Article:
Special Issue "Humans and Wild Animals: Interactions in Deep Time, Recent History, and Now"

A special issue of Diversity (ISSN 1424-2818). This special issue belongs to the section "Biodiversity Conservation".

Deadline for manuscript submissions: closed (15 January 2021).

Special Issue Editors

Dr. Joanna E. Lambert
E-Mail Website
Guest Editor
Department of Ecology and Evolutionary Biology, University of Colorado Boulder, Boulder, CO 80302, USA
Interests: evolutionary ecology; nutritional ecology; community ecology; conservation biology; mammals; Africa; North America
Ms. Emily Beam
E-Mail
Guest Editor
University of Colorado Boulder, Boulder, CO, USA
Interests: animal behavior; carnivore ecology; animal learning and habituation; urban ecology; Africa; North America
Dr. Amanda L. Ellwanger
E-Mail
Guest Editor
1. Department of Cultural and Behavioral Science, Georgia State University Perimeter College, Dunwoody, GA 30338, USA
2. Department of Anthropology, University of Texas at San Antonio, San Antonio, TX 78249, USA
Interests: animal studies; integrative sociocultural and ecological methodology; anthropology; ethnoprimatology; human–wildlife interactions; niche construction; primate behavioral ecology and conservation; Africa; Asia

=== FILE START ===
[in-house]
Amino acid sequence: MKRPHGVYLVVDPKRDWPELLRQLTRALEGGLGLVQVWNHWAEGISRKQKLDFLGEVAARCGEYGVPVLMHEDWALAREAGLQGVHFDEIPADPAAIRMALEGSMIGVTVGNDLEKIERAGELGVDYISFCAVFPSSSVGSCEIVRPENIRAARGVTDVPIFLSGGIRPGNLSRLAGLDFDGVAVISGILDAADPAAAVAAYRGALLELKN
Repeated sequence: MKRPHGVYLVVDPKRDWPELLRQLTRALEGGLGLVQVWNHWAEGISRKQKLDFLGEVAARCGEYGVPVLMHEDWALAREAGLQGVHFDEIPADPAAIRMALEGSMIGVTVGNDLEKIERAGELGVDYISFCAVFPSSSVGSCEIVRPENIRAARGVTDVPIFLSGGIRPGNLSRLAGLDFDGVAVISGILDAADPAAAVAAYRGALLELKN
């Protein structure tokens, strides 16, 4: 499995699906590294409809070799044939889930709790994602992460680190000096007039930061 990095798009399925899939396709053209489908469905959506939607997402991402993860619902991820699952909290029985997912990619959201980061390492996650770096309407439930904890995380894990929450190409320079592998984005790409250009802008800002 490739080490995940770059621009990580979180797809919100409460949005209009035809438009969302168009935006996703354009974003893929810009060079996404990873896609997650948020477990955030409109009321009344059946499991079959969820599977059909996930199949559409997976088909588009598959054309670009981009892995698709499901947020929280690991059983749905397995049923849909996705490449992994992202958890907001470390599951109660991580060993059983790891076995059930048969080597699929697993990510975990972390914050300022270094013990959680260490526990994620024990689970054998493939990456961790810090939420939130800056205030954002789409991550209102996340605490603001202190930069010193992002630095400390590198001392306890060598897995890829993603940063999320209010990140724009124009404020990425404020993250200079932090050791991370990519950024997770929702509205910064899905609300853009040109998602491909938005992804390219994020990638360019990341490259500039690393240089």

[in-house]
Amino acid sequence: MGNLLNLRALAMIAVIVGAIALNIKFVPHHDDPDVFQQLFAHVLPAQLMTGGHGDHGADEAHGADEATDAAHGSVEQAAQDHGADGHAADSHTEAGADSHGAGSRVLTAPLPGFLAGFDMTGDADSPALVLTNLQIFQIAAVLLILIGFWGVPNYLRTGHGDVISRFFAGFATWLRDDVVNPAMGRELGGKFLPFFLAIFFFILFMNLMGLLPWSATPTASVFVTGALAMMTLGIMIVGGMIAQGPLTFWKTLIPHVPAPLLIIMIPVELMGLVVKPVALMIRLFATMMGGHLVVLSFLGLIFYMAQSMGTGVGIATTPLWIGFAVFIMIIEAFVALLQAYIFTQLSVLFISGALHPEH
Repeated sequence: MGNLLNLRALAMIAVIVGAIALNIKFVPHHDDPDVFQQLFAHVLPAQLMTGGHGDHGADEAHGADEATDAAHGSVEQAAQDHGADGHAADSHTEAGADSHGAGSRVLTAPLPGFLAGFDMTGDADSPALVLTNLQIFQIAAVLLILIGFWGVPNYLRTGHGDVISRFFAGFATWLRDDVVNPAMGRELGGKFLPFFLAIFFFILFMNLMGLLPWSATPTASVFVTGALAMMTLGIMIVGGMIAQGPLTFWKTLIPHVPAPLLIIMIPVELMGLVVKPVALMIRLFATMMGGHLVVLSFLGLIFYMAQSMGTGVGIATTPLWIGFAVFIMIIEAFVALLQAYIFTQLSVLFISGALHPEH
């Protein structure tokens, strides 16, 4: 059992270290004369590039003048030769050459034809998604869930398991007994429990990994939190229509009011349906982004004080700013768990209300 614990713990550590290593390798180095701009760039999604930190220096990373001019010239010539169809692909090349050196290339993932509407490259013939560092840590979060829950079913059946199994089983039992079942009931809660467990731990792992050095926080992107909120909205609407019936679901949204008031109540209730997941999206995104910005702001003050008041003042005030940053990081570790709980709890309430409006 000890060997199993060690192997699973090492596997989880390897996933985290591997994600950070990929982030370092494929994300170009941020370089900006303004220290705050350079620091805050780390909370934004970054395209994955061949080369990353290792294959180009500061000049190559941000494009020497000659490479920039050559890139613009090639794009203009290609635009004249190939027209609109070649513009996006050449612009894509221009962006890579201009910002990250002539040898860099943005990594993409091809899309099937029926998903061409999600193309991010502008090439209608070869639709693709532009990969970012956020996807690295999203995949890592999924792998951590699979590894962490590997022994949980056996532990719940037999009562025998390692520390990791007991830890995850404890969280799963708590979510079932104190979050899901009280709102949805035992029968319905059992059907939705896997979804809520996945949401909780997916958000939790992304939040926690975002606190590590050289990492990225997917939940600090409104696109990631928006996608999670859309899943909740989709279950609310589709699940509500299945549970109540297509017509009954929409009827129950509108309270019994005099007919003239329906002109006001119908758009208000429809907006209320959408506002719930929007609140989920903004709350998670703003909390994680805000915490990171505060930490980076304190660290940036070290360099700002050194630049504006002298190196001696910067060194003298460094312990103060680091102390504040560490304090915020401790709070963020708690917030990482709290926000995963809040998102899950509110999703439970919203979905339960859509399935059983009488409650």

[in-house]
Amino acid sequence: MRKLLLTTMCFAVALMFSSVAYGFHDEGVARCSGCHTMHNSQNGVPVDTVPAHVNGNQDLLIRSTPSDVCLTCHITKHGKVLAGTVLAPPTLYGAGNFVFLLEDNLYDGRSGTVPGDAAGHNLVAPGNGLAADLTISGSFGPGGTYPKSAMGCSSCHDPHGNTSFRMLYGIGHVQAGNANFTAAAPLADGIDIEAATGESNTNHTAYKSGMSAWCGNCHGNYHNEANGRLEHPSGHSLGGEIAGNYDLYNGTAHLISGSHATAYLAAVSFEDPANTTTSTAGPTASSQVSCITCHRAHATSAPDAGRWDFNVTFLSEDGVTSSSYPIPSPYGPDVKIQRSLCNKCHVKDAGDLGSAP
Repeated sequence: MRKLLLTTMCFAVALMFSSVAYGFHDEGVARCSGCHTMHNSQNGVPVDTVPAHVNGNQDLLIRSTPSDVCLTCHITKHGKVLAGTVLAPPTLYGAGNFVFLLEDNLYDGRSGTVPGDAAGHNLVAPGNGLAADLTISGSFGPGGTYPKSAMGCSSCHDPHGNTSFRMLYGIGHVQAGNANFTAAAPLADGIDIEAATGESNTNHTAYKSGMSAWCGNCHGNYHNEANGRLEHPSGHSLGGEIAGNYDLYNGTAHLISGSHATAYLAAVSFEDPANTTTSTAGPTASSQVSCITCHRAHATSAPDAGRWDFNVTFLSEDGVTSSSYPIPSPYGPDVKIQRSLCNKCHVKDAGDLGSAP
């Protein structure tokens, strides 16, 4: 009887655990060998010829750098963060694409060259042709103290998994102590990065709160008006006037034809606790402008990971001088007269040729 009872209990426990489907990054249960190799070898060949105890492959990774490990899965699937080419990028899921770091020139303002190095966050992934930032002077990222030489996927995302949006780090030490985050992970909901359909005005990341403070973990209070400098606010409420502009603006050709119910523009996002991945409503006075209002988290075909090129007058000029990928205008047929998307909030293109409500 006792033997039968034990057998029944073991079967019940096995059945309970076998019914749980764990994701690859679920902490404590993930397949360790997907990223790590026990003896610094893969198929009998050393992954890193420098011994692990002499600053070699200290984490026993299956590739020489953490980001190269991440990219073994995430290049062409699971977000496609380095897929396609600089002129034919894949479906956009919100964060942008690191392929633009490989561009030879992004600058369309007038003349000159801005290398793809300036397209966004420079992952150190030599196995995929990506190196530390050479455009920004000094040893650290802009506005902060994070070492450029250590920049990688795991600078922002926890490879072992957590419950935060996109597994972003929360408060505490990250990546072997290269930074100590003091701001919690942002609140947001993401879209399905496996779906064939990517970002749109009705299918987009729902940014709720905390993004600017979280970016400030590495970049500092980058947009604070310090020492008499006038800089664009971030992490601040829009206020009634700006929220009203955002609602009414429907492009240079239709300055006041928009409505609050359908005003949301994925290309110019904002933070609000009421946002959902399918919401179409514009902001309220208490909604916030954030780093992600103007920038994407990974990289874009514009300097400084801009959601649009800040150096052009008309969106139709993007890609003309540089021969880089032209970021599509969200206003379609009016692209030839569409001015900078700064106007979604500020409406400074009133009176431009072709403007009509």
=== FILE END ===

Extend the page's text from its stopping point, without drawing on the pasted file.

Prof. Dr. Joel Berger
E-Mail Website
Guest Editor
1. Department of Fish, Wildlife and Conservation Biology, Colorado State University, Fort Collins, CO 80523, USA
2. Wildlife Conservation Society, New York, NY 10460, USA
Interests: conservation biology; biodiversity; climate impacts; mammals; North America; Africa; Asia

Special Issue Information

Dear Colleagues,

Though human–wildlife conflict has recently received considerable attention, the reality is that we have shared landscapes with wild animals throughout our evolutionary history, suggesting that at no time have we not interacted with sympatric species. Our patterns of interaction with other species are by no means static, however, with significant spatiotemporal shifts in our ecological impact on animal communities and species populations. Salient examples of these ecological interactions include globally documented top-down effects during Pleistocene megafaunal extinction events and wide-reaching bottom-up effects as a consequence of habitat conversion. Most recently, unabated human population growth has exacerbated the intensity and gravity of these human–wildlife ecological interactions and frequency of encounters, with significant conservation and management implications. Some animal species flourish in emerging anthropogenic landscapes and in human proximity, others are declining rapidly in number.